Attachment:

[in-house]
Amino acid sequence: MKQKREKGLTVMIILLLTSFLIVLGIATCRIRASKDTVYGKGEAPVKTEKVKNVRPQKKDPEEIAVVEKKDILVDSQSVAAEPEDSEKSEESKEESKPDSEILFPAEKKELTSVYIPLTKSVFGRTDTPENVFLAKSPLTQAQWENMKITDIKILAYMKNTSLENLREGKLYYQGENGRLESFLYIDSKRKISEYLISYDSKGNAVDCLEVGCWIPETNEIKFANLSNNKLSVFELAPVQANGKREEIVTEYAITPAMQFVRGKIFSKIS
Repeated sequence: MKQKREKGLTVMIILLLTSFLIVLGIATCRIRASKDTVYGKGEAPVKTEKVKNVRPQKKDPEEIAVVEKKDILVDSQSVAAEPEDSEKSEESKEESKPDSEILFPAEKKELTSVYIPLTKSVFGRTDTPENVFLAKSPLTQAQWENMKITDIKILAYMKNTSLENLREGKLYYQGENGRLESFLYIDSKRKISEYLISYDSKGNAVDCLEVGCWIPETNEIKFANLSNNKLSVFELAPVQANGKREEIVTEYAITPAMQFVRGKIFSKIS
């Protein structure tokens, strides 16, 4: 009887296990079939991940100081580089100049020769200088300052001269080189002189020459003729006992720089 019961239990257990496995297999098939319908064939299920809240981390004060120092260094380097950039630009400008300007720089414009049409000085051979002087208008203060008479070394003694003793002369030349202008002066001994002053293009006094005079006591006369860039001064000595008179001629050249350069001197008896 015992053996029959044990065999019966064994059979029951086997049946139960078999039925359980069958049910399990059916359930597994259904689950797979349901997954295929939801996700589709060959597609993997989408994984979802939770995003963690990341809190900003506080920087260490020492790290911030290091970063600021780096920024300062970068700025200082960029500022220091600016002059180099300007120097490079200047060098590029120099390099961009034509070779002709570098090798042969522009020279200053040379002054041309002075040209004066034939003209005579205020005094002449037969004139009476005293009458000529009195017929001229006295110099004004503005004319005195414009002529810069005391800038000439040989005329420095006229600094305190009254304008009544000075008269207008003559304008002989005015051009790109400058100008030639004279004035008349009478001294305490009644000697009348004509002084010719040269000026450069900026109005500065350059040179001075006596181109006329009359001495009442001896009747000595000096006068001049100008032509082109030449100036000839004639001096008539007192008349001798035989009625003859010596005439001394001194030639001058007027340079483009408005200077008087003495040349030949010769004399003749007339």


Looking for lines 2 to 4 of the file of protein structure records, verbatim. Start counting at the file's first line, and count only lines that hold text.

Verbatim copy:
Amino acid sequence: MKQKREKGLTVMIILLLTSFLIVLGIATCRIRASKDTVYGKGEAPVKTEKVKNVRPQKKDPEEIAVVEKKDILVDSQSVAAEPEDSEKSEESKEESKPDSEILFPAEKKELTSVYIPLTKSVFGRTDTPENVFLAKSPLTQAQWENMKITDIKILAYMKNTSLENLREGKLYYQGENGRLESFLYIDSKRKISEYLISYDSKGNAVDCLEVGCWIPETNEIKFANLSNNKLSVFELAPVQANGKREEIVTEYAITPAMQFVRGKIFSKIS
Repeated sequence: MKQKREKGLTVMIILLLTSFLIVLGIATCRIRASKDTVYGKGEAPVKTEKVKNVRPQKKDPEEIAVVEKKDILVDSQSVAAEPEDSEKSEESKEESKPDSEILFPAEKKELTSVYIPLTKSVFGRTDTPENVFLAKSPLTQAQWENMKITDIKILAYMKNTSLENLREGKLYYQGENGRLESFLYIDSKRKISEYLISYDSKGNAVDCLEVGCWIPETNEIKFANLSNNKLSVFELAPVQANGKREEIVTEYAITPAMQFVRGKIFSKIS
């Protein structure tokens, strides 16, 4: 009887296990079939991940100081580089100049020769200088300052001269080189002189020459003729006992720089 019961239990257990496995297999098939319908064939299920809240981390004060120092260094380097950039630009400008300007720089414009049409000085051979002087208008203060008479070394003694003793002369030349202008002066001994002053293009006094005079006591006369860039001064000595008179001629050249350069001197008896 015992053996029959044990065999019966064994059979029951086997049946139960078999039925359980069958049910399990059916359930597994259904689950797979349901997954295929939801996700589709060959597609993997989408994984979802939770995003963690990341809190900003506080920087260490020492790290911030290091970063600021780096920024300062970068700025200082960029500022220091600016002059180099300007120097490079200047060098590029120099390099961009034509070779002709570098090798042969522009020279200053040379002054041309002075040209004066034939003209005579205020005094002449037969004139009476005293009458000529009195017929001229006295110099004004503005004319005195414009002529810069005391800038000439040989005329420095006229600094305190009254304008009544000075008269207008003559304008002989005015051009790109400058100008030639004279004035008349009478001294305490009644000697009348004509002084010719040269000026450069900026109005500065350059040179001075006596181109006329009359001495009442001896009747000595000096006068001049100008032509082109030449100036000839004639001096008539007192008349001798035989009625003859010596005439001394001194030639001058007027340079483009408005200077008087003495040349030949010769004399003749007339």